Fast-food workers in St. Louis and six other cities on Tuesday again walked off their job in protests over low wages.
The employees, many of whom are paid the federal minimum wage of $7.25 an hour, are demanding $15 an hour, while many say they also want union representation.
The first day of strikes took place Monday in St. Louis, Chicago, Detroit, Flint, Mich., Kansas City, Mo., Milwaukee, New York at various Burger King, Domino’s, KFC, McDonald’s and Wendy’s franchises.
The group STL Can’t Survive on 7-35 is leading the movement locally. Members of the United Mine Workers of America, in conjunction with the Arch Coal action, were also expected to join food, clergy and community supporters on the strike lines.
The group had rallies scheduled at an East St. Louis McDonalds, a Ballwin Wendy’s and the Arch Coal Corporation before culminating with a protest at Kiener Plaza at 4:30 p.m.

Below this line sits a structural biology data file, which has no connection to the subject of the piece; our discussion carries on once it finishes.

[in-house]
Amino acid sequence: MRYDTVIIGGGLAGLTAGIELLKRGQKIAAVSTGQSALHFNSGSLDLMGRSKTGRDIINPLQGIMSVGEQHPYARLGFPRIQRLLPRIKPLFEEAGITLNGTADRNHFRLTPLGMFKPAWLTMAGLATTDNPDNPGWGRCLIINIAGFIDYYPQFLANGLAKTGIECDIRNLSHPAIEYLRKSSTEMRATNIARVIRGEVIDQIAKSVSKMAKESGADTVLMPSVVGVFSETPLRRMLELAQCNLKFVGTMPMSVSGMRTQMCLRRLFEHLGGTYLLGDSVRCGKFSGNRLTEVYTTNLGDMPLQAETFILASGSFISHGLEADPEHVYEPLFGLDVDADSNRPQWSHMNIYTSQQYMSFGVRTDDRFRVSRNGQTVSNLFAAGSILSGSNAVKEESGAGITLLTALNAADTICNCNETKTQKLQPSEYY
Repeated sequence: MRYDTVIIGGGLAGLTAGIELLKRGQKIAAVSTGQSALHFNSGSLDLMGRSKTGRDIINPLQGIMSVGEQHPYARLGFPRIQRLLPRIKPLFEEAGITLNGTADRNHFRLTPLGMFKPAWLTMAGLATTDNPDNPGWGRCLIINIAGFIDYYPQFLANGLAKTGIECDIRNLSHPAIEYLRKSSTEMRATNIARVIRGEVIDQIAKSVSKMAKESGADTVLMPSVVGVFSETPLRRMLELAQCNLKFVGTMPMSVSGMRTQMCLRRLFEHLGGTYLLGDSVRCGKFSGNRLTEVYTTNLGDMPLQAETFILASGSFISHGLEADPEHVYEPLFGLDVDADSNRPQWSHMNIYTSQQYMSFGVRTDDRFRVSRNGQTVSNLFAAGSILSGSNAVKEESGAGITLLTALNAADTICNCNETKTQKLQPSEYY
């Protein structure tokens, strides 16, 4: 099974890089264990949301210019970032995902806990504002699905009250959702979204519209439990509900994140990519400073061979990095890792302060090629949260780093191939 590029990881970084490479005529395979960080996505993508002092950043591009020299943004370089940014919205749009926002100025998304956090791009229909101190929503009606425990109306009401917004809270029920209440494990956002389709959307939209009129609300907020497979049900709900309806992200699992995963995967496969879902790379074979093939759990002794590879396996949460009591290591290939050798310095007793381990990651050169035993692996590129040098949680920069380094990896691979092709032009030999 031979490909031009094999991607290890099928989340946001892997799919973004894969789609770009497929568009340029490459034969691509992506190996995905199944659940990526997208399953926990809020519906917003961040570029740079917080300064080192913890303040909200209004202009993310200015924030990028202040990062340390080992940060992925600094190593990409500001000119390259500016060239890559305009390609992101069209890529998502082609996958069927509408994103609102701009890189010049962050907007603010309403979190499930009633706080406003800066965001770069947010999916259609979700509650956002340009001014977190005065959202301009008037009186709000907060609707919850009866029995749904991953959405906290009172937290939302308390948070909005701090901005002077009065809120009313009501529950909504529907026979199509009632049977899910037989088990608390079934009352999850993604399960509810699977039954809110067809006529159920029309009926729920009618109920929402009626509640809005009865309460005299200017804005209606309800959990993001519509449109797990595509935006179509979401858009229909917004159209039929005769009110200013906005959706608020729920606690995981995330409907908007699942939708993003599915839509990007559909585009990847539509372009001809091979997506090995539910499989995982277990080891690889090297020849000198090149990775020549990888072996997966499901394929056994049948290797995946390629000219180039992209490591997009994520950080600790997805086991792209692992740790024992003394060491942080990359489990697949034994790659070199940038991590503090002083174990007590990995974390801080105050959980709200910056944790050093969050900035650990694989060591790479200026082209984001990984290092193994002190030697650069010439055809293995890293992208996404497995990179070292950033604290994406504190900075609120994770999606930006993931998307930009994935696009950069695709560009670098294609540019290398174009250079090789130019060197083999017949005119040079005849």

Although some data show that consumers are increasingly confident about the economy, a large class of workers are on the edge, receiving low pay and no benefits.
Although the labor unrest has to date has remained fairly small in scale, some experts think it has the potential to grow much larger. When people become desperate, they may see little risk in taking action. For strikers, the goal is to pressure companies that have ridden low wages to new heights of profitability to reconsider their business models.
Companies have two basic ways of increase their profits to shareholders: grow revenue or reduce costs. Keeping a tight control on costs has become an imperative in corporations since the 1980s, when companies and Wall Street started to realize how much profit was lost in waste.